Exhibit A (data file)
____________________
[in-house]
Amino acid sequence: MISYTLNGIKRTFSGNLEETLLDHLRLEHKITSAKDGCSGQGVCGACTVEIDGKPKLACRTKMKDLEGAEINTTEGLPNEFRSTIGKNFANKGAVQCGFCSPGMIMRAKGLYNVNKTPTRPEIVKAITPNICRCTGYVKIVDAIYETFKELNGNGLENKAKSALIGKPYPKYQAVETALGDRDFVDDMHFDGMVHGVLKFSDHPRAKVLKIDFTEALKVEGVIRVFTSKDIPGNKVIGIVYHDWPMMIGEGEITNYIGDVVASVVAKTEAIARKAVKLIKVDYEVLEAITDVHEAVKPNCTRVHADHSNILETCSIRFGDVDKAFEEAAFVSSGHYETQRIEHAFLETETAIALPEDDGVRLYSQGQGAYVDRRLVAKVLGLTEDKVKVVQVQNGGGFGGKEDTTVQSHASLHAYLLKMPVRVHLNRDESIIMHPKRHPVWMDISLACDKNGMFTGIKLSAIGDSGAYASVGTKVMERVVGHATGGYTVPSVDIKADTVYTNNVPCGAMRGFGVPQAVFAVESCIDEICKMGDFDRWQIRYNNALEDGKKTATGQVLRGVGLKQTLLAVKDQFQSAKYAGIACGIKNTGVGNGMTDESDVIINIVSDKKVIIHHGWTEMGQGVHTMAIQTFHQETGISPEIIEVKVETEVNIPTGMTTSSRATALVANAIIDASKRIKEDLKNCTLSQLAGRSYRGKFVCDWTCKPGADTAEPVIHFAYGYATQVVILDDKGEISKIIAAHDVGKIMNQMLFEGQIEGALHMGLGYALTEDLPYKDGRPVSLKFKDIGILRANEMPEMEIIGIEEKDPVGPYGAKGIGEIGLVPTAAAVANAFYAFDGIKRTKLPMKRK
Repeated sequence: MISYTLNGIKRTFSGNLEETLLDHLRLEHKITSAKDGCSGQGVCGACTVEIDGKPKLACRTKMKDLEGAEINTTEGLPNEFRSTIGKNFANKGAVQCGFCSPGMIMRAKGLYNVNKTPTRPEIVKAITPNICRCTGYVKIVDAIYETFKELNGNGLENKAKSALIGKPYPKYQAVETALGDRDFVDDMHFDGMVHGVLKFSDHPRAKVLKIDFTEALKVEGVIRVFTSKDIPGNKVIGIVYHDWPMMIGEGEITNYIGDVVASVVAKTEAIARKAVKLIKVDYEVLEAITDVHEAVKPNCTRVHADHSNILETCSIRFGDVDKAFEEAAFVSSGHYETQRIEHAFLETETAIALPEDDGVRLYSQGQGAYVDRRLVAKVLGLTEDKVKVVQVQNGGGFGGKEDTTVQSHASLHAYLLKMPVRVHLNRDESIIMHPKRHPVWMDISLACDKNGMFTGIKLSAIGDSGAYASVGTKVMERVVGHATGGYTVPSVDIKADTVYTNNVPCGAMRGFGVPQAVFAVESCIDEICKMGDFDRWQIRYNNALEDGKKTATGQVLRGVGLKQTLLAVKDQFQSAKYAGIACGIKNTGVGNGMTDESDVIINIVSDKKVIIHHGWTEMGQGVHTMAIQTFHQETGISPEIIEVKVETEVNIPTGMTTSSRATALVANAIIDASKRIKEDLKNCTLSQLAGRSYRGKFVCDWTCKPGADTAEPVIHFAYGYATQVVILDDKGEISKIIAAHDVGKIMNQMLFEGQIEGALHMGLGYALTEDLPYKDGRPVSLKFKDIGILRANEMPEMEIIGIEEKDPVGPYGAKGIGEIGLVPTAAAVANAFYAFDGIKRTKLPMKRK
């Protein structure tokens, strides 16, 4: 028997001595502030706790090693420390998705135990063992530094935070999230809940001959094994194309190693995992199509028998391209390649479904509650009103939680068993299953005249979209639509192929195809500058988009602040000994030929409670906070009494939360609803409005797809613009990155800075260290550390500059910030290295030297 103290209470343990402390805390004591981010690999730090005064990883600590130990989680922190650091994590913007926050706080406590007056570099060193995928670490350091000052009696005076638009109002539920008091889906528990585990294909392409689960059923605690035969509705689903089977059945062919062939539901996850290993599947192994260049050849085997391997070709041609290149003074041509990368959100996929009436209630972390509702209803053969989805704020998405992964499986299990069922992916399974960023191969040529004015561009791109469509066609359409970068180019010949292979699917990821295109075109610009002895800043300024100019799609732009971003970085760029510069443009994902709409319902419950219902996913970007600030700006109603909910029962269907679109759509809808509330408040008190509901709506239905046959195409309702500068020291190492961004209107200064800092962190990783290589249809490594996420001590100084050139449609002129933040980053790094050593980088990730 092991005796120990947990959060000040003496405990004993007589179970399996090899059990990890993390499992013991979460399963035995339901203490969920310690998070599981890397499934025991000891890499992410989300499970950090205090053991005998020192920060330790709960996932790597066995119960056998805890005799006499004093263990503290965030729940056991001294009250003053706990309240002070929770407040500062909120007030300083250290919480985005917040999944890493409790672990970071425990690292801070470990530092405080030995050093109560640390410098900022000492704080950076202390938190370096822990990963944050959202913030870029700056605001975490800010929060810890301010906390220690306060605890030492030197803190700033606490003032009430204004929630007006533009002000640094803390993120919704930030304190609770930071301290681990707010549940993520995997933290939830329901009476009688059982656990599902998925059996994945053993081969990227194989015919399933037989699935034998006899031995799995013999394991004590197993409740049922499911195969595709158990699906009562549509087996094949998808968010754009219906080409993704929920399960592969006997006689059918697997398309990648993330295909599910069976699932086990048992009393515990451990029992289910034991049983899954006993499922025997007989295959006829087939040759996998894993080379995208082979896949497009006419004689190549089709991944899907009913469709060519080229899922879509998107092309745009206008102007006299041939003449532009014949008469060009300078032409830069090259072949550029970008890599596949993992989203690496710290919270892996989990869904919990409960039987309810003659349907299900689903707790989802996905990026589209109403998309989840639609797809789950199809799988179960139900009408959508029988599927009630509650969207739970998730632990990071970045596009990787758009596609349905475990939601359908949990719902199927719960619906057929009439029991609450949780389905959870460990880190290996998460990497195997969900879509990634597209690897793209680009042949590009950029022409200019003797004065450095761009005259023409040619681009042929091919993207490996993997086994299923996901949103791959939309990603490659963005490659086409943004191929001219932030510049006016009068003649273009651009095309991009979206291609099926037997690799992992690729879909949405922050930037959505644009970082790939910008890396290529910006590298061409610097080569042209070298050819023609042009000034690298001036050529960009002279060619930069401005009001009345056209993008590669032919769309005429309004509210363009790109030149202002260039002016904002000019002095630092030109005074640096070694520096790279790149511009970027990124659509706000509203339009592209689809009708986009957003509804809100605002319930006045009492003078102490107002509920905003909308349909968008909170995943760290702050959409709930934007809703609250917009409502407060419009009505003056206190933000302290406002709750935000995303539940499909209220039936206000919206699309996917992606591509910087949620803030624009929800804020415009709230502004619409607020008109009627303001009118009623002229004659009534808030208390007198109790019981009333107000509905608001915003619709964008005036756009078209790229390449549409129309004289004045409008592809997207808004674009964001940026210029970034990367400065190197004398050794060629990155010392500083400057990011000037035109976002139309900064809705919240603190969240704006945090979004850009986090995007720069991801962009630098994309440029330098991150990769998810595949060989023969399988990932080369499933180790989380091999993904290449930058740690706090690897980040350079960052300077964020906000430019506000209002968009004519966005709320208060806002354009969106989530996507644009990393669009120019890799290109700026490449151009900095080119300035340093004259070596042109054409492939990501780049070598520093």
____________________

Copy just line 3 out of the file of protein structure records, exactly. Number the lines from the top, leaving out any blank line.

Repeated sequence: MISYTLNGIKRTFSGNLEETLLDHLRLEHKITSAKDGCSGQGVCGACTVEIDGKPKLACRTKMKDLEGAEINTTEGLPNEFRSTIGKNFANKGAVQCGFCSPGMIMRAKGLYNVNKTPTRPEIVKAITPNICRCTGYVKIVDAIYETFKELNGNGLENKAKSALIGKPYPKYQAVETALGDRDFVDDMHFDGMVHGVLKFSDHPRAKVLKIDFTEALKVEGVIRVFTSKDIPGNKVIGIVYHDWPMMIGEGEITNYIGDVVASVVAKTEAIARKAVKLIKVDYEVLEAITDVHEAVKPNCTRVHADHSNILETCSIRFGDVDKAFEEAAFVSSGHYETQRIEHAFLETETAIALPEDDGVRLYSQGQGAYVDRRLVAKVLGLTEDKVKVVQVQNGGGFGGKEDTTVQSHASLHAYLLKMPVRVHLNRDESIIMHPKRHPVWMDISLACDKNGMFTGIKLSAIGDSGAYASVGTKVMERVVGHATGGYTVPSVDIKADTVYTNNVPCGAMRGFGVPQAVFAVESCIDEICKMGDFDRWQIRYNNALEDGKKTATGQVLRGVGLKQTLLAVKDQFQSAKYAGIACGIKNTGVGNGMTDESDVIINIVSDKKVIIHHGWTEMGQGVHTMAIQTFHQETGISPEIIEVKVETEVNIPTGMTTSSRATALVANAIIDASKRIKEDLKNCTLSQLAGRSYRGKFVCDWTCKPGADTAEPVIHFAYGYATQVVILDDKGEISKIIAAHDVGKIMNQMLFEGQIEGALHMGLGYALTEDLPYKDGRPVSLKFKDIGILRANEMPEMEIIGIEEKDPVGPYGAKGIGEIGLVPTAAAVANAFYAFDGIKRTKLPMKRK